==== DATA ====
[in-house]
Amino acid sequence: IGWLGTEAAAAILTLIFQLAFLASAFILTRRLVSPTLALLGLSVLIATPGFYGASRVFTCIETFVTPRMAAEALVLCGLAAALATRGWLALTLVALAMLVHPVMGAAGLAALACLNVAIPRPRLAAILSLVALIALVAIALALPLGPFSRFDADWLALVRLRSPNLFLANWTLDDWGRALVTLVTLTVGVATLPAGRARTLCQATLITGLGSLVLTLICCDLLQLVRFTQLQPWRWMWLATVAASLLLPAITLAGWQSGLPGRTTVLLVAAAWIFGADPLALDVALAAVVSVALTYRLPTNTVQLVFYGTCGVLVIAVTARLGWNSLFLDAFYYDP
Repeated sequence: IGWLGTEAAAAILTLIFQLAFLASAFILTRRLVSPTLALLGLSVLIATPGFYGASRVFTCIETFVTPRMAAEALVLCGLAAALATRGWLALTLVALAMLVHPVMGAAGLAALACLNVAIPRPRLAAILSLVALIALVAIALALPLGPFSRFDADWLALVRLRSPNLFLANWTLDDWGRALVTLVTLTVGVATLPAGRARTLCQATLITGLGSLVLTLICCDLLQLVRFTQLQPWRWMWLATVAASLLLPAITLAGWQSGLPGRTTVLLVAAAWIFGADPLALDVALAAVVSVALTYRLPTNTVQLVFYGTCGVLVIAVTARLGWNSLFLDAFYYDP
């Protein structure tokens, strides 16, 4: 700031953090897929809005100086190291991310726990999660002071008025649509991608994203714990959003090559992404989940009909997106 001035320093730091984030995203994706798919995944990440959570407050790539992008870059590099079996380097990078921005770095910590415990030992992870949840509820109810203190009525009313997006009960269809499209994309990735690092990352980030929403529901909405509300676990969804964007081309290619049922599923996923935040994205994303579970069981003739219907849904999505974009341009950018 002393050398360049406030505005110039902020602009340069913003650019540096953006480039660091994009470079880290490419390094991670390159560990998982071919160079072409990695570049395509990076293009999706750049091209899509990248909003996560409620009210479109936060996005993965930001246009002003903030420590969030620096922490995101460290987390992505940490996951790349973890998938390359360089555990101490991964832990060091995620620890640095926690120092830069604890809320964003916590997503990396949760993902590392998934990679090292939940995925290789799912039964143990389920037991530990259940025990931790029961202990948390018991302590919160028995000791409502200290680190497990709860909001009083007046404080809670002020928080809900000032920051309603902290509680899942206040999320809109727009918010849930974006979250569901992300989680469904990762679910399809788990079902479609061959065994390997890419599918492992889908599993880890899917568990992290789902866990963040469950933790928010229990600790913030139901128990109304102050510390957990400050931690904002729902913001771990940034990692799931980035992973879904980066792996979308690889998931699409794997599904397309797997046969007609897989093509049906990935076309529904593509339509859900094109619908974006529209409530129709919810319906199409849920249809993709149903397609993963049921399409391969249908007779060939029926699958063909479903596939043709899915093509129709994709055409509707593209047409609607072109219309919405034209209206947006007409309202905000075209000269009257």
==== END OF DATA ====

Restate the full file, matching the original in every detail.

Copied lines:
[in-house]
Amino acid sequence: IGWLGTEAAAAILTLIFQLAFLASAFILTRRLVSPTLALLGLSVLIATPGFYGASRVFTCIETFVTPRMAAEALVLCGLAAALATRGWLALTLVALAMLVHPVMGAAGLAALACLNVAIPRPRLAAILSLVALIALVAIALALPLGPFSRFDADWLALVRLRSPNLFLANWTLDDWGRALVTLVTLTVGVATLPAGRARTLCQATLITGLGSLVLTLICCDLLQLVRFTQLQPWRWMWLATVAASLLLPAITLAGWQSGLPGRTTVLLVAAAWIFGADPLALDVALAAVVSVALTYRLPTNTVQLVFYGTCGVLVIAVTARLGWNSLFLDAFYYDP
Repeated sequence: IGWLGTEAAAAILTLIFQLAFLASAFILTRRLVSPTLALLGLSVLIATPGFYGASRVFTCIETFVTPRMAAEALVLCGLAAALATRGWLALTLVALAMLVHPVMGAAGLAALACLNVAIPRPRLAAILSLVALIALVAIALALPLGPFSRFDADWLALVRLRSPNLFLANWTLDDWGRALVTLVTLTVGVATLPAGRARTLCQATLITGLGSLVLTLICCDLLQLVRFTQLQPWRWMWLATVAASLLLPAITLAGWQSGLPGRTTVLLVAAAWIFGADPLALDVALAAVVSVALTYRLPTNTVQLVFYGTCGVLVIAVTARLGWNSLFLDAFYYDP
């Protein structure tokens, strides 16, 4: 700031953090897929809005100086190291991310726990999660002071008025649509991608994203714990959003090559992404989940009909997106 001035320093730091984030995203994706798919995944990440959570407050790539992008870059590099079996380097990078921005770095910590415990030992992870949840509820109810203190009525009313997006009960269809499209994309990735690092990352980030929403529901909405509300676990969804964007081309290619049922599923996923935040994205994303579970069981003739219907849904999505974009341009950018 002393050398360049406030505005110039902020602009340069913003650019540096953006480039660091994009470079880290490419390094991670390159560990998982071919160079072409990695570049395509990076293009999706750049091209899509990248909003996560409620009210479109936060996005993965930001246009002003903030420590969030620096922490995101460290987390992505940490996951790349973890998938390359360089555990101490991964832990060091995620620890640095926690120092830069604890809320964003916590997503990396949760993902590392998934990679090292939940995925290789799912039964143990389920037991530990259940025990931790029961202990948390018991302590919160028995000791409502200290680190497990709860909001009083007046404080809670002020928080809900000032920051309603902290509680899942206040999320809109727009918010849930974006979250569901992300989680469904990762679910399809788990079902479609061959065994390997890419599918492992889908599993880890899917568990992290789902866990963040469950933790928010229990600790913030139901128990109304102050510390957990400050931690904002729902913001771990940034990692799931980035992973879904980066792996979308690889998931699409794997599904397309797997046969007609897989093509049906990935076309529904593509339509859900094109619908974006529209409530129709919810319906199409849920249809993709149903397609993963049921399409391969249908007779060939029926699958063909479903596939043709899915093509129709994709055409509707593209047409609607072109219309919405034209209206947006007409309202905000075209000269009257």